Reports citing US and European officials familiar with the situation say that last minute pushes to try to convince President Trump to back off his plans to decertify the P5+1 nuclear deal have failed, and he remains determined to take the move and send the deal to Congress for a vote.
Trump has been talking about decertifying the Iran deal for months, and is expected to make such an announcement any day now, with the latest certification deadline on Sunday. Since Iran is not violating the terms of the deal, Trump will argue the deal itself is no longer in America’s interests.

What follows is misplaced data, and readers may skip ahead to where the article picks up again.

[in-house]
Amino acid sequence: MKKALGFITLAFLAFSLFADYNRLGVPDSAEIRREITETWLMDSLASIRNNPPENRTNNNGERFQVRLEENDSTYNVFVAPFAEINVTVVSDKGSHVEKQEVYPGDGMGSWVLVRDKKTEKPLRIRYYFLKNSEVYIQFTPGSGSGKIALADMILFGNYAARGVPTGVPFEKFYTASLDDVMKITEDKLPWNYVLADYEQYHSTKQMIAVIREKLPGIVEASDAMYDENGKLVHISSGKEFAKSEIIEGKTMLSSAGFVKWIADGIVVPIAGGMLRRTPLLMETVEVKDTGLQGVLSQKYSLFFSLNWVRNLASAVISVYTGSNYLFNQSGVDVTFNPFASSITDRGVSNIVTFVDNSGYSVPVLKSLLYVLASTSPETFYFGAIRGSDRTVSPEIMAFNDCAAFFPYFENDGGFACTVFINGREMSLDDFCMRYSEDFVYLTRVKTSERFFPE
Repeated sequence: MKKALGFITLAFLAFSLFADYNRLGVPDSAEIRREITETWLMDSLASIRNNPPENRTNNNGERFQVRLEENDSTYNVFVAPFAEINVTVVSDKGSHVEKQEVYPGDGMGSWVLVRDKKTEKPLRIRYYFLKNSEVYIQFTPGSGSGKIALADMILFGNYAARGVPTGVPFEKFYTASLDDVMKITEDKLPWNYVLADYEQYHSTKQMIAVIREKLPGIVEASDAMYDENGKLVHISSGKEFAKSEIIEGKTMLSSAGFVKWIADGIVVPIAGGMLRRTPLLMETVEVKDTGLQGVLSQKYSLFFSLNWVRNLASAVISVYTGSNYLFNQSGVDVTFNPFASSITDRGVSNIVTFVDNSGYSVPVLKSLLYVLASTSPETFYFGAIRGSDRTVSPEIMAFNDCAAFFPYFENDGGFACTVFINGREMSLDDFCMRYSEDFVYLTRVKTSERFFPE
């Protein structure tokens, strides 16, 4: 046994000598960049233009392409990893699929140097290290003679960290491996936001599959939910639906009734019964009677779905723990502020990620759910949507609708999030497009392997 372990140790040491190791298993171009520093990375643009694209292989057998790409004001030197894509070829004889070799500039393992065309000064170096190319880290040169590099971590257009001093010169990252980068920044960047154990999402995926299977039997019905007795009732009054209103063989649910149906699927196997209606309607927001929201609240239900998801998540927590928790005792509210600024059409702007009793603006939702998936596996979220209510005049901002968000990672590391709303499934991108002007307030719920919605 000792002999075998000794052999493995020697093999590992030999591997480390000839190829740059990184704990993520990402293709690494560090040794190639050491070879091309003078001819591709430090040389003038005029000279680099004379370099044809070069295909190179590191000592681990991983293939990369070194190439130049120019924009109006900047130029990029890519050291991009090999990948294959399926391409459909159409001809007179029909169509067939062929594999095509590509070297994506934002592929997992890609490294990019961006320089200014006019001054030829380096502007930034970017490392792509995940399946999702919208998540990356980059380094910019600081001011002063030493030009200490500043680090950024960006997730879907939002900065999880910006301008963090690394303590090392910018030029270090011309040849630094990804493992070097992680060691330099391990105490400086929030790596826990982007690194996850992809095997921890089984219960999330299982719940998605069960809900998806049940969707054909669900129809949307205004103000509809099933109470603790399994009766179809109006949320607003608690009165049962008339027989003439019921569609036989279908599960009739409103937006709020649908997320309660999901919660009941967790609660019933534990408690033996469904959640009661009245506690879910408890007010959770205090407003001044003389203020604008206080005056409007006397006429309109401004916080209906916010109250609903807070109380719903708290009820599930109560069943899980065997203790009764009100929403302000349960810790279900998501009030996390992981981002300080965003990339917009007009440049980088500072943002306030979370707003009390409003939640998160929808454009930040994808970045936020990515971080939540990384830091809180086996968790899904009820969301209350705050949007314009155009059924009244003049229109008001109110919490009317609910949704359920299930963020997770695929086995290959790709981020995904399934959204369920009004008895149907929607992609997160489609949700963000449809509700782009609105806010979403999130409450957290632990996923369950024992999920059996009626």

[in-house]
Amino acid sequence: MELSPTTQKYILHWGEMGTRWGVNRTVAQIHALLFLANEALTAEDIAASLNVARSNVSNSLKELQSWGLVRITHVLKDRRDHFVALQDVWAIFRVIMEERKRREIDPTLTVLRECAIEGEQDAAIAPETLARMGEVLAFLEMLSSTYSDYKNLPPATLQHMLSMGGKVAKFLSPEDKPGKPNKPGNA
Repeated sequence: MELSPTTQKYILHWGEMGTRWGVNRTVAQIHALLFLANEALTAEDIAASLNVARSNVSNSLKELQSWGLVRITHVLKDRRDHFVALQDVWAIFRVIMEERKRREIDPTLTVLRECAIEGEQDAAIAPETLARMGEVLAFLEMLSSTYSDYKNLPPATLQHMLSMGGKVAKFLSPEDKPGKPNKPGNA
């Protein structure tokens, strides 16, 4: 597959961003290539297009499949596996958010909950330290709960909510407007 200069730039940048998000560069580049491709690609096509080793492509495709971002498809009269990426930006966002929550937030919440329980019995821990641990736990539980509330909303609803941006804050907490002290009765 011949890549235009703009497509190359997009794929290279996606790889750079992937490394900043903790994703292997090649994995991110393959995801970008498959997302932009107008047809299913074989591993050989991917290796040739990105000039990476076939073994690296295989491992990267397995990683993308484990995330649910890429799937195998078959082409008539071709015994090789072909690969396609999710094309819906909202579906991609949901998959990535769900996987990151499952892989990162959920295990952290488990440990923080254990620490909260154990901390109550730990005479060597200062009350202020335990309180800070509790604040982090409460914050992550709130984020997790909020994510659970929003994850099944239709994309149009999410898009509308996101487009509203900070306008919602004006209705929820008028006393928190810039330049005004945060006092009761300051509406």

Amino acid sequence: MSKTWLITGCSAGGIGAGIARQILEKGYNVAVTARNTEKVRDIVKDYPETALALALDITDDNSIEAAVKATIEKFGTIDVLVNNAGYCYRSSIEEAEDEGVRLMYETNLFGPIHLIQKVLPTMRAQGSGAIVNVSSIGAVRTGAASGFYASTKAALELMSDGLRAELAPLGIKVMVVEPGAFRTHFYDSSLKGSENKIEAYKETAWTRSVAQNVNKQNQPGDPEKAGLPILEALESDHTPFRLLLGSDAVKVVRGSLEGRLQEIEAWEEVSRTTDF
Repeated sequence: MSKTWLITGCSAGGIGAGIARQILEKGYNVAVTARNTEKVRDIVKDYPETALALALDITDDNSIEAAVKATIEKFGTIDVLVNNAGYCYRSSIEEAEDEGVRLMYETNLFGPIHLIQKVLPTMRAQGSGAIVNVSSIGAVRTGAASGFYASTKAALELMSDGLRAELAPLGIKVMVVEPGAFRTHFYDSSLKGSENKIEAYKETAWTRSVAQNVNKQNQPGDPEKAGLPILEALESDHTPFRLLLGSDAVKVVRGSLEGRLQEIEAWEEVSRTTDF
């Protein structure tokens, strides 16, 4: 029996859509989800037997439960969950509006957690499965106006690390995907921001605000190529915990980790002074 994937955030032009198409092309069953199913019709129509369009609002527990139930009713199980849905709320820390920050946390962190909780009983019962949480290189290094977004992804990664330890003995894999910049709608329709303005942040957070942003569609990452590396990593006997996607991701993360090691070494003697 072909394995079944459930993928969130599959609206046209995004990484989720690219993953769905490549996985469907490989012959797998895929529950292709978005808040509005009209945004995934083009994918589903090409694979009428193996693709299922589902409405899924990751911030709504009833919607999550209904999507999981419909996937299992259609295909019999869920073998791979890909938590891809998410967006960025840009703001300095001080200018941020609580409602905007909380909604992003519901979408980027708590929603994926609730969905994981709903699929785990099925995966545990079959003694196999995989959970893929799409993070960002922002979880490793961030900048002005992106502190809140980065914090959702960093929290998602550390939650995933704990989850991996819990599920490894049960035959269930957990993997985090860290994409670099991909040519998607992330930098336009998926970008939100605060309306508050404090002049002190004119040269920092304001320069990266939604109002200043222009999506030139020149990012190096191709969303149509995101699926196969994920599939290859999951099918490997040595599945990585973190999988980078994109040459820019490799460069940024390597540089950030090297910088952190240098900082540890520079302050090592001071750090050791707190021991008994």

A White House release on the strategy goes back to old, obsolete allegations and vague allegations of Iran being a “threat,” and culminates in vague demands that Iran take unspecified actions to placate the US.
Others are saying, however, that Trump will stop short in laying out his “broad” strategy on Iran of arguing specifically for new sanctions that would violate the letter of the P5+1 deal, whether or not the US withdraws from the deal.
In the past Congress has been hostile to the Iran deal, but many see trying to withdraw at this point as potentially problematic, both because the rest of the nations involved appear set to leave the deal intact with or without the US, and because it’s going to harm US diplomatic credibility to withdraw so quickly from the pact.